Mill Valley affordable housing plan taking shape

Updated: Jun 2, 2018

POSTED: 02/07/18, 7:42 PM PST | UPDATED: ON 02/09/2018

Author: Adrian Rodriguez

Publication: Marin Independent Journal

Mill Valley Mayor Stephanie Moulton-Peters said the city is “in the active phase” of creating an affordable housing plan. (Robert Tong/Marin Independent Journal) 2015


The Mill Valley City Council this week agreed to a number of housing policy updates to comply with recent state housing laws, some of which officials said threatened to usurp local control over development.

The updates would be a first step in a plan outlined in an affordable housing ordinance approved last year. The ordinance aims to maintain, enhance and create affordable housing in Mill Valley. The council signed off on the plan schedule Monday; no vote was taken.

“We’re done studying, we’re done talking, we’ve identified some options,” said Mayor Stephanie Moulton-Peters. “We are in the active phase. Stay tuned everyone, we’re going to keep doing it.”

Mill Valley planning staff identified more than a dozen bills on housing that went into effect this year, and pending 2018 legislation, such as SB 827 and SB 828 authored by State Sen. Scott Wiener, D-San Francisco, that city officials worried would “erode” local control.

SB 827 would exempt projects within a quarter-mile radius from certain zoning restrictions, allowing an increase in building height to be from 55 to 85 feet. Mill Valley would be subject to this provision at Miller Avenue, a potential 85-foot height limit, and at Throckmorton and East Blithedale avenues, a potential 55-foot height limit.

SB 828 would reform the methodology that the California Department of Housing and Community Development uses to calculate regional housing goals, and impose stricter penalties for failing to meet them.

The council agreed to write a letter in opposition to the two pending bills.

“These are not the right bills to achieve affordable housing here,” said Councilwoman Jessica Sloan, who said that the city has spent the last year actively tackling the housing crisis by adopting an affordable housing ordinance.

That affordable housing ordinance includes a city imposed fee that would apply to all new housing projects and remodels costing $100,000 or more. The fee will equal 1 percent of the project’s construction cost, and will take effect Nov. 1, 2018. The cost of a second-unit project, designed to provide affordable housing, would be exempt from the fee.

City planners estimate that the fee could generate about $2 million over five years. That money would be fed into an affordable housing trust fund that could be used for fostering affordable housing within the community, including the acquisition, construction, development, rehabilitation and maintenance or administration of property.

As outlined, the next steps for the affordable housing plan include:

• Policy updates, such as changes to the accessory dwelling unit ordinance that requires deed restriction on affordability, and an amendment to the affordable housing ordinance to require that multifamily rental projects with more than three units to build affordable units.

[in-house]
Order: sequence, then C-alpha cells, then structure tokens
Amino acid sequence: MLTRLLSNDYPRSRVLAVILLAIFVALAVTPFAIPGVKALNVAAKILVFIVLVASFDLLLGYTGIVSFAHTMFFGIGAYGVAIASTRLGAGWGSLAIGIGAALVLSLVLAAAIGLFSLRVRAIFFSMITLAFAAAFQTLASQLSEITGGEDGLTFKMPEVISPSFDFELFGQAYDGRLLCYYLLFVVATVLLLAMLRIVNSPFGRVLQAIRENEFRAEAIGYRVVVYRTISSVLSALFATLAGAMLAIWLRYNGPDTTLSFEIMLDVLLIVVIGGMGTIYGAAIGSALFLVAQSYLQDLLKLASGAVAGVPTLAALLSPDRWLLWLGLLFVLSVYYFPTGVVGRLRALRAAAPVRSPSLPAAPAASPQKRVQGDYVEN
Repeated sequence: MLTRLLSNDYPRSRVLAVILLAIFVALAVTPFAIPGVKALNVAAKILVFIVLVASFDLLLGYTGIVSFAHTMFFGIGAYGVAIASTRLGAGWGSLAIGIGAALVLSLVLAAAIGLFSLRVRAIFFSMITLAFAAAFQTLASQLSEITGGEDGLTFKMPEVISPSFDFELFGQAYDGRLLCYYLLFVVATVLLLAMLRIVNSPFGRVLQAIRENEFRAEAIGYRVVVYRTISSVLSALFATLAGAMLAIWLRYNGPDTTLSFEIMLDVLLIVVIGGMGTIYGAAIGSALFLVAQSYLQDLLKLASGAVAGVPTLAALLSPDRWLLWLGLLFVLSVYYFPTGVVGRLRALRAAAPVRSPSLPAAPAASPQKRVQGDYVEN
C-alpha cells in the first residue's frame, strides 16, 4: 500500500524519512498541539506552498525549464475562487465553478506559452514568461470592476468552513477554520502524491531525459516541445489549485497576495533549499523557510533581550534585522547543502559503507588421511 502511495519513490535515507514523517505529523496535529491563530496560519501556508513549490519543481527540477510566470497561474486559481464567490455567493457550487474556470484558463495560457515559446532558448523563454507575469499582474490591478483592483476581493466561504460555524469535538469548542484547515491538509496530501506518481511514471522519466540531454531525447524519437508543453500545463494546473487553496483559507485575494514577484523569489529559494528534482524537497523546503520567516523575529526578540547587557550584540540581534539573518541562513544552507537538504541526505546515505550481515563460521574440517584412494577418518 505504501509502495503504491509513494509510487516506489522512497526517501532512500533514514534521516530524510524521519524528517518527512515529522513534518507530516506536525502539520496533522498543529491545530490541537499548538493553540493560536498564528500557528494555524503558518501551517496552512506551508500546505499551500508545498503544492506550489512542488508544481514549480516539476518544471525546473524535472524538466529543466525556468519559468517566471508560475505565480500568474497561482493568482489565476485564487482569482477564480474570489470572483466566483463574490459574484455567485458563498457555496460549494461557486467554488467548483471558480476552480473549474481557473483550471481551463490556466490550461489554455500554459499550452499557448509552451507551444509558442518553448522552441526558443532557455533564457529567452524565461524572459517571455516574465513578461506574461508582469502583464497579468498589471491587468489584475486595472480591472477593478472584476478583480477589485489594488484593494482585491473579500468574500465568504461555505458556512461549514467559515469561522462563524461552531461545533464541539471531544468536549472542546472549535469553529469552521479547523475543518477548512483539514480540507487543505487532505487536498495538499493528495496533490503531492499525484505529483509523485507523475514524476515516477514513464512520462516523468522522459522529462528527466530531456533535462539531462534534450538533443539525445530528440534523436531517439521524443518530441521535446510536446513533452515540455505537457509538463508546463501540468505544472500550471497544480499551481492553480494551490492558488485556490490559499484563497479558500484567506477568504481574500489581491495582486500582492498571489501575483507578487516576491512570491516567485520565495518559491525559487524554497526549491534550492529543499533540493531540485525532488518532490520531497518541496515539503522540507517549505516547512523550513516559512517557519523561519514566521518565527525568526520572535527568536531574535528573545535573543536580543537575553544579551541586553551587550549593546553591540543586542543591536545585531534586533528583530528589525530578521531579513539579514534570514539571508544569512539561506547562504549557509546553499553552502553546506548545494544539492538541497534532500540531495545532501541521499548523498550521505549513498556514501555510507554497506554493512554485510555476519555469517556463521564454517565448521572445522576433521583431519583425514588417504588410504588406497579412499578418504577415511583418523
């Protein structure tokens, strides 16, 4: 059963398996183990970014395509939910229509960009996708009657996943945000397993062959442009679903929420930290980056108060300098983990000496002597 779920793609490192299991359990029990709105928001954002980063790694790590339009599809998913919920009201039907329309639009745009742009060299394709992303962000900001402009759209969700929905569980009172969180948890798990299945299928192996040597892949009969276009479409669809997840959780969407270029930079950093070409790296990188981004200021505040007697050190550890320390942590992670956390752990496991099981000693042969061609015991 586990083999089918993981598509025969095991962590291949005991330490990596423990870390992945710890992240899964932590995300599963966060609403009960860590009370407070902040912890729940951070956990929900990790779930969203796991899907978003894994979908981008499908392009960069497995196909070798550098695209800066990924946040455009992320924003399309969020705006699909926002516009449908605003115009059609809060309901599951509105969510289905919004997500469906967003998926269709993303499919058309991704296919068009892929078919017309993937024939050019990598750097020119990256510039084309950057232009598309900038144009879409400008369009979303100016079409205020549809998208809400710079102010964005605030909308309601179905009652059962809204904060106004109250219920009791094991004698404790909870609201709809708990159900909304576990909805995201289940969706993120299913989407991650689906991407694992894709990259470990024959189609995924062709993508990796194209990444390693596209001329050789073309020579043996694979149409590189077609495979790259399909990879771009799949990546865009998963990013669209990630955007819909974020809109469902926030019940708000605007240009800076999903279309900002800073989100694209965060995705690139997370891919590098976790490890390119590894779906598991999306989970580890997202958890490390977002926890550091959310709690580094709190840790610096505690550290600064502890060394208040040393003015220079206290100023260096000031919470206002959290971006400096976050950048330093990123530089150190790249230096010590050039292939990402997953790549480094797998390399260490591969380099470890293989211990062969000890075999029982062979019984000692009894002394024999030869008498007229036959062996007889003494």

• The city staff will also work on disincentives for tearing down the existing affordable housing stock and developing historic preservation guidelines.

• In March, the council is expected to appoint an affordable housing committee, comprised of two council members, two planning commissioners and selected local housing experts.

• The committee and staff will recommend administrative guidelines for using the money collected in the affordable housing trust fund. The council is expected to consider the guidelines in the fall.

• City staff will work with the Marin Housing Authority and Marin County staff to seek acquisition and financing opportunities.

• The city will also plan an open house this spring for landlords and owners of multi-family properties to discuss section 8 voucher programs, and loan programs that could be made available to update and retrofit buildings.

To add perspective on the housing crisis, Danielle Staude, a city senior planner, gave a status overview of median wages and cost of living in Mill Valley.

The median single-family home in Mill Valley is more than $1.5 million. On average, that would require an annual income greater than $289,000. For renters, in order to afford a one-bedroom apartment at the median $2,390 a month, it would require an income of $49 an hour, or $102,000 annually.

The median income is about $150,000. That means that more than half of the households in Mill Valley cannot afford a home in Mill Valley, Staude said.

“So there is a bit of disparity in terms of pricing versus income levels,” she said.

At a housing summit in November to discuss the issue residents said affordable housing projects raise concerns about traffic and parking. Another concern was that neighbors to a proposed affordable housing project site would not be in favor of a potential plan.

On Monday, Dennis Klein, a critic of the city’s efforts and citizen’s affordable housing committee, said he believes that 100-percent affordable housing projects are the solution to the housing crisis, and that those projects need to be in neighborhoods that offer amenities within walking distance and have access to public transit.

“If we bring people to town and we don’t get rid of the traffic, we haven’t done anything here as far as I’m concerned,” he said.

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